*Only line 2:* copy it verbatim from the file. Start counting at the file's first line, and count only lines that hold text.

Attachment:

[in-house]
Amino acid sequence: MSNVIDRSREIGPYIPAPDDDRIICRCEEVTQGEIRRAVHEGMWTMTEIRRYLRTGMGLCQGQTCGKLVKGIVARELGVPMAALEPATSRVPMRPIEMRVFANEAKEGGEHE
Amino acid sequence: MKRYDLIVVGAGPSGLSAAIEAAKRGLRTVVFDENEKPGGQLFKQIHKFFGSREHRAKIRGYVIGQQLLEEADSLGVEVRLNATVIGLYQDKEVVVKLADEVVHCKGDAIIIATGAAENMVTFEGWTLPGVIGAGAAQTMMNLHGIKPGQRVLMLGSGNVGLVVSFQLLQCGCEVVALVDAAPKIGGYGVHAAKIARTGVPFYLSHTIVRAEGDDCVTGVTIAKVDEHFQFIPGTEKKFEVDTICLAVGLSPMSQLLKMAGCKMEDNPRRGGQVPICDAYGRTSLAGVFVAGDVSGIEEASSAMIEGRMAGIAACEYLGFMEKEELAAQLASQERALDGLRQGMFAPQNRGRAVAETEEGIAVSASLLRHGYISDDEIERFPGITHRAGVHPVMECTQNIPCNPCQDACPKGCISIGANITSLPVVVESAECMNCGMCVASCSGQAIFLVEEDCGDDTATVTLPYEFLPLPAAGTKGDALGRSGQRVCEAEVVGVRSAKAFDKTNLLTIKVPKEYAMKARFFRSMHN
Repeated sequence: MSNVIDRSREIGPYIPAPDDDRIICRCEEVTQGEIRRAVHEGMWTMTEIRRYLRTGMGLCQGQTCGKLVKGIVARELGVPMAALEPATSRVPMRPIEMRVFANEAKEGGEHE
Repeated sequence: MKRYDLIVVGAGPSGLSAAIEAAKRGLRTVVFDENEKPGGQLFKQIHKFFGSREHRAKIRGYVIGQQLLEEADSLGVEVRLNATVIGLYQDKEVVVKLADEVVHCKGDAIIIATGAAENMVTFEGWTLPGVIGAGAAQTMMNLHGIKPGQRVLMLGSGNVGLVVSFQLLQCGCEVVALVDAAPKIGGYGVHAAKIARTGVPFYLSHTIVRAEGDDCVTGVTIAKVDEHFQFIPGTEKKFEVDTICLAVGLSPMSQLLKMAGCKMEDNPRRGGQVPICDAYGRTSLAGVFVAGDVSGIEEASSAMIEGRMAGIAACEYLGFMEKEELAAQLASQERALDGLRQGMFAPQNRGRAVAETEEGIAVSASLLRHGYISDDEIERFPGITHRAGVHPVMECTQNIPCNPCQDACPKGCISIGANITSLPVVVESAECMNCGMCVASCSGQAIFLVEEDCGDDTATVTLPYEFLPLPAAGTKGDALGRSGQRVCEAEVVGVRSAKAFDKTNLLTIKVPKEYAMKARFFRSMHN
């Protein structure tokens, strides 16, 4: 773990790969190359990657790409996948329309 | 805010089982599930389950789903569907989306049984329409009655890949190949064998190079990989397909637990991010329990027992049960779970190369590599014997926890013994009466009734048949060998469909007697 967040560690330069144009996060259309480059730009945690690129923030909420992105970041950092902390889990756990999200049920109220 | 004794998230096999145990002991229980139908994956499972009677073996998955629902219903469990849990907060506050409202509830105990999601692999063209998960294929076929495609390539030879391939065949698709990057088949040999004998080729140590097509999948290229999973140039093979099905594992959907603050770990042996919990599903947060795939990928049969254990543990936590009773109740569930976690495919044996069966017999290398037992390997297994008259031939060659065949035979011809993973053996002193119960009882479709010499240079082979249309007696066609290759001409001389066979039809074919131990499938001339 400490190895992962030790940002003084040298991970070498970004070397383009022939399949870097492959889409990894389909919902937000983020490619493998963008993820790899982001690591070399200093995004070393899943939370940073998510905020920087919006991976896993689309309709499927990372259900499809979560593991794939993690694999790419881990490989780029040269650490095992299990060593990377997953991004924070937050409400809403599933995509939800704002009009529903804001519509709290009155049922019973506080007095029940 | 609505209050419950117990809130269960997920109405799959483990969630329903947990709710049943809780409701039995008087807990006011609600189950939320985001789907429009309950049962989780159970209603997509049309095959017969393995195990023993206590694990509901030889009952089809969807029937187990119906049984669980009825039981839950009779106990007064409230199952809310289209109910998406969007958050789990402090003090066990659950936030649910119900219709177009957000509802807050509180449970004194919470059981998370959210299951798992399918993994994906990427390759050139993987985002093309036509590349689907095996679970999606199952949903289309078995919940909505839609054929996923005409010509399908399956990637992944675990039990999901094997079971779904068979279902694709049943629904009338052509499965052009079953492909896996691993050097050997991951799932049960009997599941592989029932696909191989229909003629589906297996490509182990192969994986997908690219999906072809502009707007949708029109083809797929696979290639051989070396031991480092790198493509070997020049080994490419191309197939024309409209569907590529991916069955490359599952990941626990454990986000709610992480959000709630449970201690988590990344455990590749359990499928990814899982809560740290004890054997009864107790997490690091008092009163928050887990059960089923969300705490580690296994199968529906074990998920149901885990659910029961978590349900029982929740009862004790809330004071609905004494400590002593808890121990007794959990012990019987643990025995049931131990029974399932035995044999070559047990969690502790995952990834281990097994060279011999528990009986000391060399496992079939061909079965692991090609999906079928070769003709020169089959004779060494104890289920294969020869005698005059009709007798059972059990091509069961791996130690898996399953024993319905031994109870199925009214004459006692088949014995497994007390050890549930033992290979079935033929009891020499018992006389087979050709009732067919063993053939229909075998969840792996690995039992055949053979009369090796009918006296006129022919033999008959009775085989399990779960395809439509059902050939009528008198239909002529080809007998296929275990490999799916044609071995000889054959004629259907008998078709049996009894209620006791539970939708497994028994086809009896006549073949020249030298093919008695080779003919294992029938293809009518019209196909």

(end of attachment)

Amino acid sequence: MSNVIDRSREIGPYIPAPDDDRIICRCEEVTQGEIRRAVHEGMWTMTEIRRYLRTGMGLCQGQTCGKLVKGIVARELGVPMAALEPATSRVPMRPIEMRVFANEAKEGGEHE